Agglomeration economies, accessibility, and the spatial choice behavior of relocating firms
AbstractA growing body of empirical urban economic studies suggests that agglomeration and accessibility externalities are important sources of the uneven distribution of economic activities across cities and regions. At the same time, little is known about the importance of agglomeration economies for the actual location behavior of firms. This is remarkable, since theories that underlie agglomeration economies are microeconomic in nature. In a case study of the Dutch province of South Holland, we analyze micro-level data to determine the extent to which relocation decisions are dependent on accessibility and agglomeration externalities when controlling for firm characteristic. These externalities are measured with location attributes for both own-sector localization and urbanization economies and for proximity to transport infrastructure. The results confirm that firm relocation behavior is affected much more by firm-level attributes (size, age, and growth rate) than by agglomeration and accessibility attributes. Still, accessibility and agglomeration are significantly attached to firm relocations, though their effects vary over sectors. Own-sector and generalized external economies are more important for a firm’s location choices than proximity to transport infrastructure.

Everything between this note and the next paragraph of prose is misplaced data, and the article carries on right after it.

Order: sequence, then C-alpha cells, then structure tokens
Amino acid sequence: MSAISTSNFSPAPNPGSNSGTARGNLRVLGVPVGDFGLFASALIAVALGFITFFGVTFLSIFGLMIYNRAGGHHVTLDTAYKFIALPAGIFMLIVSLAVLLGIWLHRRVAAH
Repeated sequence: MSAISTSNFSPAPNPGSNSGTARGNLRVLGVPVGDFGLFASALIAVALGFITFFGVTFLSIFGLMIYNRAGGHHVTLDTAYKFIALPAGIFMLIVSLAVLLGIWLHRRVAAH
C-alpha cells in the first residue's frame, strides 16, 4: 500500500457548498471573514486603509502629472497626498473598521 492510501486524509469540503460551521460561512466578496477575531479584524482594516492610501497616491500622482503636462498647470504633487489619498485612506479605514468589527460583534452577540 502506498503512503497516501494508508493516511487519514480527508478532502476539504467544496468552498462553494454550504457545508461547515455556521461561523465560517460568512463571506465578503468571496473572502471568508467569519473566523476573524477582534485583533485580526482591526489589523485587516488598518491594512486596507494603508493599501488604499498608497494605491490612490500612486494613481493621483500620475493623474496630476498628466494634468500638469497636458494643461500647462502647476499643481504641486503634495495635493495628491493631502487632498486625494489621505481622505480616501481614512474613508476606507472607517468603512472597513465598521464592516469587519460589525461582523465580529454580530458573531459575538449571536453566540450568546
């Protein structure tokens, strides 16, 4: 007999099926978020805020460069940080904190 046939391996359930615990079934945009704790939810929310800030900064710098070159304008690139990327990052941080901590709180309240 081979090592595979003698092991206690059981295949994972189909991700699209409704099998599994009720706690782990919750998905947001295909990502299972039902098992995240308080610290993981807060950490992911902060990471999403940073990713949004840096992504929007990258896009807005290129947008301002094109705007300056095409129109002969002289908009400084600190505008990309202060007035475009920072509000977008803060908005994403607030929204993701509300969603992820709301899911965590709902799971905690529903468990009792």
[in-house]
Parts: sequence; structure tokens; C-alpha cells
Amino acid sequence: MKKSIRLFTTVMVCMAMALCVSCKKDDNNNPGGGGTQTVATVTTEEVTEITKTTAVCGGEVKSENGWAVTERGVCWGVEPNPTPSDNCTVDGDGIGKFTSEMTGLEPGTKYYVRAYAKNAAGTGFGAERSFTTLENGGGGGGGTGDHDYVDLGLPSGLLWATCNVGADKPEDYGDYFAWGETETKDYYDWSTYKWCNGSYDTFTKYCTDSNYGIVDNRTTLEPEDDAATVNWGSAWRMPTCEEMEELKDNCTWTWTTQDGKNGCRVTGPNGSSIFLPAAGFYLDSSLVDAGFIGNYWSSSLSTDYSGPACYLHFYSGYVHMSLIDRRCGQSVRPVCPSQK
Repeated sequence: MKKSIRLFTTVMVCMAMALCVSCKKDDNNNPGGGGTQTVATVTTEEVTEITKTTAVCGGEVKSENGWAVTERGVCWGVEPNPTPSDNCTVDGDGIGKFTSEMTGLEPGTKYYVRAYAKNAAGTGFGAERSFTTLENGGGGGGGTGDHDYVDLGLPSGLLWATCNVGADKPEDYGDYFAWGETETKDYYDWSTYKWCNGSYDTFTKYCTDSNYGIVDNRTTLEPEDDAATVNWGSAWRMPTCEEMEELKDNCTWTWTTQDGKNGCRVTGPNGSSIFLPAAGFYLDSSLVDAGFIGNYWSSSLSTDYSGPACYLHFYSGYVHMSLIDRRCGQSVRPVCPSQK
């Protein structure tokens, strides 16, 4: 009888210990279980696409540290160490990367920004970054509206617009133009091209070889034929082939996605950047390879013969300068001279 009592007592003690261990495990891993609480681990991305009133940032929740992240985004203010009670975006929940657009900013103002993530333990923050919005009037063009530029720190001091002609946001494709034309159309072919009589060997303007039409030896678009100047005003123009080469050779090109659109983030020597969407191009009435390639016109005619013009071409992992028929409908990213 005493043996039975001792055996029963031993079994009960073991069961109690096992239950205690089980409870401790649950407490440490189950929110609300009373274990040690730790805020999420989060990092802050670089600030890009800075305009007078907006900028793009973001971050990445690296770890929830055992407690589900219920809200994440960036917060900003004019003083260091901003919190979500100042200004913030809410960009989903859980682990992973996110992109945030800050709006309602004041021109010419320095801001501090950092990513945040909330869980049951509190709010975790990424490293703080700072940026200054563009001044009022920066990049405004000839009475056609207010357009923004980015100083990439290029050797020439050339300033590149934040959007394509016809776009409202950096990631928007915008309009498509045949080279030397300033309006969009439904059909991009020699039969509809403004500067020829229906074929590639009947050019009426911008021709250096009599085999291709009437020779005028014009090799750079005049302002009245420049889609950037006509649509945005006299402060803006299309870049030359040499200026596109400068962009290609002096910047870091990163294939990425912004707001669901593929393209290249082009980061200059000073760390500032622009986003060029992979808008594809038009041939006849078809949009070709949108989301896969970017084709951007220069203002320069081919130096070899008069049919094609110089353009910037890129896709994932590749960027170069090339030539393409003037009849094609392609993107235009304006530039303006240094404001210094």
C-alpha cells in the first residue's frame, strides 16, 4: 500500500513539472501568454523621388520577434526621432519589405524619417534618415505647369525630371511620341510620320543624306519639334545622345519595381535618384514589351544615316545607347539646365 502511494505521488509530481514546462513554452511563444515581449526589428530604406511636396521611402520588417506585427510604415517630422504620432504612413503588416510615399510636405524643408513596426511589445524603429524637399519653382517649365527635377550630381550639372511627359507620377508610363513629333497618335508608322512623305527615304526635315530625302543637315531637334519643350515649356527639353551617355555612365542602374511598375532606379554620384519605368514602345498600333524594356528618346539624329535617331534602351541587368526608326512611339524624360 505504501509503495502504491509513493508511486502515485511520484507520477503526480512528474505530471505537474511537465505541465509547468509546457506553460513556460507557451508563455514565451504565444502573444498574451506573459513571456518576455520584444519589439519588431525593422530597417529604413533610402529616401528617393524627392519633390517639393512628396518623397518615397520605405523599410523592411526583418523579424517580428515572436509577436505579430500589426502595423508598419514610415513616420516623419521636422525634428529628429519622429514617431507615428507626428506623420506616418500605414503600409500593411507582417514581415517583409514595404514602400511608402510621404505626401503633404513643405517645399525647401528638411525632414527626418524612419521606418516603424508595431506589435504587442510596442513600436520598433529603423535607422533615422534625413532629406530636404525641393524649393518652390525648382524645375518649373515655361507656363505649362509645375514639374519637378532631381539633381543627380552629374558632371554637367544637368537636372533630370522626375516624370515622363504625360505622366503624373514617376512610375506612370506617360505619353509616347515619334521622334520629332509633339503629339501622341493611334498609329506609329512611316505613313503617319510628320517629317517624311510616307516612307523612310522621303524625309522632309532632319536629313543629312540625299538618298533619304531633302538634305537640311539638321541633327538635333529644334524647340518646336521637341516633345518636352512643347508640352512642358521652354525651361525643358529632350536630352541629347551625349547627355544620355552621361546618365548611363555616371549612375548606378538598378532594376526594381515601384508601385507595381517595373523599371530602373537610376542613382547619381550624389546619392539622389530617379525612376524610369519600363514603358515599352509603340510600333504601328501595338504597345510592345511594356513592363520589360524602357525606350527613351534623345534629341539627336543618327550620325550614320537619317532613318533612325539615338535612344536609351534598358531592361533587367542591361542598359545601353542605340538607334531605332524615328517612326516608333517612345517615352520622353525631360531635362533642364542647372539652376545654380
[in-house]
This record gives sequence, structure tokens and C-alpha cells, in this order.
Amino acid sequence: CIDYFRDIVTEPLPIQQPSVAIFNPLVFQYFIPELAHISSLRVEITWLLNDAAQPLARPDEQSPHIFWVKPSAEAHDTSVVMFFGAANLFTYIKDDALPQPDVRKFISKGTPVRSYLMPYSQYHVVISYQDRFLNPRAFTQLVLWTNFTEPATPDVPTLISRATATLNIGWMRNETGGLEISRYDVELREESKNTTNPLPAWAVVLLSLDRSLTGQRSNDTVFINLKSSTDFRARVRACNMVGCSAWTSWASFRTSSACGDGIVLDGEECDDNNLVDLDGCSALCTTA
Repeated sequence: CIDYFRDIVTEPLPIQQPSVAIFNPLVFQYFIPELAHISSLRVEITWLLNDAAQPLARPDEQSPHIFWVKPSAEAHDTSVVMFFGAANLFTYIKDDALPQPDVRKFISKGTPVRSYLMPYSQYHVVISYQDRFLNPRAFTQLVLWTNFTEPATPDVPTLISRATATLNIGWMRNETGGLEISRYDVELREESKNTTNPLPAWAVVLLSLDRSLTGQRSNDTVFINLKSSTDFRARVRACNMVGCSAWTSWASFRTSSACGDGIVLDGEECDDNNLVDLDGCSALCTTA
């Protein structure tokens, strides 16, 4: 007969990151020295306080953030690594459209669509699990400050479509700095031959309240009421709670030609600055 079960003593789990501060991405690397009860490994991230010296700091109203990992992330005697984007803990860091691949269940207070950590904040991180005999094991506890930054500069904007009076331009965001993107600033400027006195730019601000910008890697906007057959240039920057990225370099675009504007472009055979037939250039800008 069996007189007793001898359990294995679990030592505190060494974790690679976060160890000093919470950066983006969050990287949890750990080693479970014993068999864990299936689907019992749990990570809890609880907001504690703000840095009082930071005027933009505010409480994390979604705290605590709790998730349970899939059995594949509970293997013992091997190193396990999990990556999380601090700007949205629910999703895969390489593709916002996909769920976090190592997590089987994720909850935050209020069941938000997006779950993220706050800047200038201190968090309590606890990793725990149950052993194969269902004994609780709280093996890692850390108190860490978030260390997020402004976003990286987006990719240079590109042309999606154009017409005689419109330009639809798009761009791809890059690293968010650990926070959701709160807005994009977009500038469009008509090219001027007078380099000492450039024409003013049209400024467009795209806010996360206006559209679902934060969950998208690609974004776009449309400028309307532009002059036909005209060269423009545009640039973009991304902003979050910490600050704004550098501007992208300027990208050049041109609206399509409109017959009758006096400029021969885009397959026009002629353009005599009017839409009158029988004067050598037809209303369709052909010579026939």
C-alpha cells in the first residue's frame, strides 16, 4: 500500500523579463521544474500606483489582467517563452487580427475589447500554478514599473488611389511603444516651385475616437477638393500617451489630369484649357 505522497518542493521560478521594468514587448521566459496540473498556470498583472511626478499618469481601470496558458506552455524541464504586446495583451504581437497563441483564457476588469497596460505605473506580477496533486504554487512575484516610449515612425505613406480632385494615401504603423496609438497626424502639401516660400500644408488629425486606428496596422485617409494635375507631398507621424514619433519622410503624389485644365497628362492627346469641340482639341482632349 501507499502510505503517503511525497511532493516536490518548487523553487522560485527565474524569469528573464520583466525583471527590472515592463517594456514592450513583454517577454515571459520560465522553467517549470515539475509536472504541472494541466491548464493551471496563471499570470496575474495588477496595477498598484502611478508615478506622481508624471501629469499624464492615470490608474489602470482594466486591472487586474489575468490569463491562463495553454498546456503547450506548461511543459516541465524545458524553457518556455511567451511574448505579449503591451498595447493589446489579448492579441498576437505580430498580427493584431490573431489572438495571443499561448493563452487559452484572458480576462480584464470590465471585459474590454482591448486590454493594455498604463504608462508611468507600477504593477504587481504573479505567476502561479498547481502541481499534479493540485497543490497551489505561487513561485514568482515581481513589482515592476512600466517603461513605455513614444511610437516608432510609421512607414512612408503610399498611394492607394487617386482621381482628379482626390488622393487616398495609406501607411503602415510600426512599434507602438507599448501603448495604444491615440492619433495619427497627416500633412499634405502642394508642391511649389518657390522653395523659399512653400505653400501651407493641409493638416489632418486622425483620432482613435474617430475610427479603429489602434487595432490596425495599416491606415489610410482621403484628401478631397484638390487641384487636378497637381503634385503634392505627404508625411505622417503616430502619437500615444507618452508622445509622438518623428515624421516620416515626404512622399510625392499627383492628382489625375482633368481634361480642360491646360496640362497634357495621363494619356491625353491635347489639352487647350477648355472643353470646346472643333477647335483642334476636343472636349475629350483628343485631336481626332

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Bibliographic InfoArticle provided by Center for Transportation Studies, University of Minnesota in its journal The Journal of Transport and Land Use.
Volume (Year): 4 (2011)
Issue (Month): 1 ()
Firm location; Discrete choice modeling; Accessibility; Urban economics;
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- R40 - Urban, Rural, Regional, Real Estate, and Transportation Economics - - Transportation Economics - - - General
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- Wouter Jacobs & Hans R.A. Koster & Frank van Oort, 2012. "Co-agglomeration of Knowledge-Intensive Business Services and Multinational Enterprises," Papers in Evolutionary Economic Geography (PEEG) 1225, Utrecht University, Section of Economic Geography, revised Dec 2012.
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